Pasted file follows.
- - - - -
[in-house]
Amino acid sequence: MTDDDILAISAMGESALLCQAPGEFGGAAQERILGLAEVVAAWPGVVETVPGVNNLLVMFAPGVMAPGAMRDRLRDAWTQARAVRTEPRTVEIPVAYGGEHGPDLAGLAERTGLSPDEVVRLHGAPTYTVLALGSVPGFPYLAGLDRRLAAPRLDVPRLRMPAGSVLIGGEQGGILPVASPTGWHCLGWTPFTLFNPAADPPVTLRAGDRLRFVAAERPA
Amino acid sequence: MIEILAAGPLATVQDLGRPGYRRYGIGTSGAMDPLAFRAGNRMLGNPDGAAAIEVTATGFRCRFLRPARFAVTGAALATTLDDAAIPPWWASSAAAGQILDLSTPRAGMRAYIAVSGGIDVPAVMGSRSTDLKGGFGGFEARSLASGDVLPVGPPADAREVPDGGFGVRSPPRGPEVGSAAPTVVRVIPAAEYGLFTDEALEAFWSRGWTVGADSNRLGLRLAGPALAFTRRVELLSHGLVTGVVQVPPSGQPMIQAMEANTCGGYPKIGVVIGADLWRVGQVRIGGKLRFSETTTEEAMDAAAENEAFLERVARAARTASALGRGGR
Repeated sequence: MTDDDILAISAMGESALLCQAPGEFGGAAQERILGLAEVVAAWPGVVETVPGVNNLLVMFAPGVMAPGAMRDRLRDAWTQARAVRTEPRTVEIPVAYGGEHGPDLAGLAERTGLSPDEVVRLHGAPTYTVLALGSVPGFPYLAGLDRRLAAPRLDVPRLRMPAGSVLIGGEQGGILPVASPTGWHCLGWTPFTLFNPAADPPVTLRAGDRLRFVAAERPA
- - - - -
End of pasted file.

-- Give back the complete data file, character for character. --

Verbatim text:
[in-house]
Amino acid sequence: MTDDDILAISAMGESALLCQAPGEFGGAAQERILGLAEVVAAWPGVVETVPGVNNLLVMFAPGVMAPGAMRDRLRDAWTQARAVRTEPRTVEIPVAYGGEHGPDLAGLAERTGLSPDEVVRLHGAPTYTVLALGSVPGFPYLAGLDRRLAAPRLDVPRLRMPAGSVLIGGEQGGILPVASPTGWHCLGWTPFTLFNPAADPPVTLRAGDRLRFVAAERPA
Amino acid sequence: MIEILAAGPLATVQDLGRPGYRRYGIGTSGAMDPLAFRAGNRMLGNPDGAAAIEVTATGFRCRFLRPARFAVTGAALATTLDDAAIPPWWASSAAAGQILDLSTPRAGMRAYIAVSGGIDVPAVMGSRSTDLKGGFGGFEARSLASGDVLPVGPPADAREVPDGGFGVRSPPRGPEVGSAAPTVVRVIPAAEYGLFTDEALEAFWSRGWTVGADSNRLGLRLAGPALAFTRRVELLSHGLVTGVVQVPPSGQPMIQAMEANTCGGYPKIGVVIGADLWRVGQVRIGGKLRFSETTTEEAMDAAAENEAFLERVARAARTASALGRGGR
Repeated sequence: MTDDDILAISAMGESALLCQAPGEFGGAAQERILGLAEVVAAWPGVVETVPGVNNLLVMFAPGVMAPGAMRDRLRDAWTQARAVRTEPRTVEIPVAYGGEHGPDLAGLAERTGLSPDEVVRLHGAPTYTVLALGSVPGFPYLAGLDRRLAAPRLDVPRLRMPAGSVLIGGEQGGILPVASPTGWHCLGWTPFTLFNPAADPPVTLRAGDRLRFVAAERPA